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RE: Issue 140 bogus?

From: Dave Cleary <dcleary@webmethods.com>
Date: Tue, 9 Oct 2001 14:19:53 -0400 (EDT)
To: "Williams, Stuart" <skw@hplb.hpl.hp.com>, <xml-dist-app-request@w3.org>
Message-ID: <EJEGJGFNOPEJDPFBPILPMEBOCJAA.dcleary@webmethods.com>

I'm sure that in real world applications, there will be
pre-defined arrangements at the application level that do this,
particularly when only 2 applications are talking point-to-point.
But when talking about networks of applications with
intermediaries, and unknown endpoints, I don't see any point
in trying to define the behavior of the anonymous actor.

-----Original Message-----
From: xml-dist-app-request@w3.org [mailto:xml-dist-app-request@w3.org]On
Behalf Of Williams, Stuart
Sent: Monday, October 08, 2001 1:51 PM
To: 'Henrik Frystyk Nielsen'; Noah_Mendelsohn@lotus.com
Cc: Jacek Kopecky; Williams, Stuart; xml-dist-app@w3.org
Subject: RE: Issue 140 bogus?

I guess I continue to find the notion of identifying a target as 'anon' a
little puzzling.

I'm quite used to sending correspondence to an actor that does not identify
a particular recipient eg. "HM Govt. Inspector of Taxes". "HM Govt.
Inspector of Taxes" might indeed be denote the ultimate recipient a I might
be message (my tax return) that I'm sending. I've a feeling that it would be
trusting a little too much to luck to identify the target actor for my tax
return as 'anon' or even 'default'. Certainly, the envelope that I send my
tax return in has a distinctive brownish tinge that characterises
correspondence with the tax-office - and that may be one of the factors by
which the Royal Mail manage to get my message to the tax inspector and by
which the a tax inspector might determine that a tax return targetted at
'anon' is really intended for them.

I guess I'm more familiar with 'anon' being used as a means to hide the
identity of the sender.

Best regards

[Well I did'nt really think I'd get away with this, but it is intended to be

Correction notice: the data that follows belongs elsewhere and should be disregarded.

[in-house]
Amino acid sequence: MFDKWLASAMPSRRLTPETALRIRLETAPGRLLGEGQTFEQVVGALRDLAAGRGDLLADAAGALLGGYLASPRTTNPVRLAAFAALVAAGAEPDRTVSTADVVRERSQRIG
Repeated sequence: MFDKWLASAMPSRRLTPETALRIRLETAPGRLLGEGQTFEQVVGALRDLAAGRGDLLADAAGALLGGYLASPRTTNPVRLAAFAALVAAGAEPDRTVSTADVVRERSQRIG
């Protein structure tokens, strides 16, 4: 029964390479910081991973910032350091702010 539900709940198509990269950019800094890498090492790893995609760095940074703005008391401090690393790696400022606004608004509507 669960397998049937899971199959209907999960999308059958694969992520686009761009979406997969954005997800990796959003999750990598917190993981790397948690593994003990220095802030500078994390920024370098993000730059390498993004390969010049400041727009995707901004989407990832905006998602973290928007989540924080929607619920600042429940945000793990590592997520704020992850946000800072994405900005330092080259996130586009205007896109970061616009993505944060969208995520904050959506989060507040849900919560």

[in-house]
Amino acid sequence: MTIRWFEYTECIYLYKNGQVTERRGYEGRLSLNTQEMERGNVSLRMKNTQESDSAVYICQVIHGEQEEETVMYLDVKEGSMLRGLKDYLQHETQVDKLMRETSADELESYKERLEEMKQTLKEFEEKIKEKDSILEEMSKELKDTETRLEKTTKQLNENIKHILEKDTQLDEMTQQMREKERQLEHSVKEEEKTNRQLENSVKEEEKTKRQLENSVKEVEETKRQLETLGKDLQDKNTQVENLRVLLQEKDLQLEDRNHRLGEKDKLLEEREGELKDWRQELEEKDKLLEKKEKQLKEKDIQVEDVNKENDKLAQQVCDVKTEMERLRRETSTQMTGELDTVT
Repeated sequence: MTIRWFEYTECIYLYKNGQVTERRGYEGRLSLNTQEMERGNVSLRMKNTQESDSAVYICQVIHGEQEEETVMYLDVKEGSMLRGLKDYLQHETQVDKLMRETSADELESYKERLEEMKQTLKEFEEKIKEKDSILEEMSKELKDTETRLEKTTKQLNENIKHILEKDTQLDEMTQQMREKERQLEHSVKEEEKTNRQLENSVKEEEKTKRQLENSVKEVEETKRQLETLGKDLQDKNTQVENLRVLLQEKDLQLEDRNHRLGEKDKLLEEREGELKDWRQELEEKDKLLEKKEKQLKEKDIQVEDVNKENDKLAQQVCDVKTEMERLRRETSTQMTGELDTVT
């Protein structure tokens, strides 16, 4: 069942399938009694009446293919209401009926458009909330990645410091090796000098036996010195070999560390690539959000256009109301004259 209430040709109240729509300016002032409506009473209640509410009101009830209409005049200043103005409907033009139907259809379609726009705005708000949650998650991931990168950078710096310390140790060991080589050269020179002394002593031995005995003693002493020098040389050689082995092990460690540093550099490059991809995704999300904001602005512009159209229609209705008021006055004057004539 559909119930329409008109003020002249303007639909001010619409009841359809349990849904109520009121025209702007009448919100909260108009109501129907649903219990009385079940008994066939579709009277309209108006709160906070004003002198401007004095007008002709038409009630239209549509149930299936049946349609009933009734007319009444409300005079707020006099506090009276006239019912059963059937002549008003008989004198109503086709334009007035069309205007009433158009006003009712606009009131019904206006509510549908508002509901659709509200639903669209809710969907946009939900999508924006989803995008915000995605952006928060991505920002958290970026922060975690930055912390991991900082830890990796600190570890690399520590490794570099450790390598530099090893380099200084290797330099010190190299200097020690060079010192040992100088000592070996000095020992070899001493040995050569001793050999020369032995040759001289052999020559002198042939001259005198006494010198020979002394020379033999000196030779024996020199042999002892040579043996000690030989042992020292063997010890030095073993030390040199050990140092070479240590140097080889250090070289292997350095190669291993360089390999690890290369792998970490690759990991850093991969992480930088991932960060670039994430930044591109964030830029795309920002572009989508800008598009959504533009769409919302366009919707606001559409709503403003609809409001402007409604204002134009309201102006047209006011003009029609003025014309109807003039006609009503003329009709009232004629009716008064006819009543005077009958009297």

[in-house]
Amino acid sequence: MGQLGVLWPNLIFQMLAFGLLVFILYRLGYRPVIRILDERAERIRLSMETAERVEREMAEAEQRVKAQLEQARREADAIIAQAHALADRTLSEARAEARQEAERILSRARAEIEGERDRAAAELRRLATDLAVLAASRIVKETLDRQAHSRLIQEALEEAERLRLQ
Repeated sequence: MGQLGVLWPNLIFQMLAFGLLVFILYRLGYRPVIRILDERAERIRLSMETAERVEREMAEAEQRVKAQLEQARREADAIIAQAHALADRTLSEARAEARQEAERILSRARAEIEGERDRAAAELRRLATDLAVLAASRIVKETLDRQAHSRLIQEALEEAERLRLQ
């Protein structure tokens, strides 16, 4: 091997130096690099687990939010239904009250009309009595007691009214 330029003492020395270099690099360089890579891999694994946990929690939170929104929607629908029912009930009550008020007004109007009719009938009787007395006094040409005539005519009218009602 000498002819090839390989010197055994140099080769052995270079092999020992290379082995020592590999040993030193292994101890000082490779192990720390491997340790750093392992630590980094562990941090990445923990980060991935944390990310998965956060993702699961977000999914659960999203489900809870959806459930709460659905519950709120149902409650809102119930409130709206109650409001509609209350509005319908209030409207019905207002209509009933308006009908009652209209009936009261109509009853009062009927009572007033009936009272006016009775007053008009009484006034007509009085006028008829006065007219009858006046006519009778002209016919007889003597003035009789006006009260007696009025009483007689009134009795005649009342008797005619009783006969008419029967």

light hearted :-)]

> -----Original Message-----
> From: Henrik Frystyk Nielsen [mailto:henrikn@microsoft.com]
> Sent: 05 October 2001 17:43
> To: Noah_Mendelsohn@lotus.com
> Cc: Jacek Kopecky; Williams, Stuart; xml-dist-app@w3.org
> Subject: RE: Issue 140 bogus?
> Sure, but the main piece here seems to be that an actor by some means
> knows that it can  take on the role of the anonymous actor
> meaning that
> it deals with all parts of the message targeted at the
> anonymous actor.
> The difference in opinion seems to be that I would prefer to be formal
> about saying *what* it means to act in the role of the
> anonymous actor,
> rather than *how* that can be accomplished. Whether a message is
> forwarded or not seems to be directed at how rather than what.
> Henrik
> >Sure, but from a SOAP architecture point of view I would say:
> >you've got
> >one node there, and you've decided to do a distributed
> >implementation of
> >its responsibilities.  That's fine.  From a SOAP
> architecture point of
> >view, I think you have one opaque node.   The machines you've wired
> >together collectively have the responsibility to meet the
> >specifications
> >of a SOAP ultimate receiver, and not to (in SOAP terms)
> >further forward
> >the message.  Of course, nothing can prevent anyone from
> >creating new SOAP
> >messages which happen to pull data out of the original,
> >distribute data
> >extracted from the message etc.
Received on Tuesday, 9 October 2001 15:25:46 UTC

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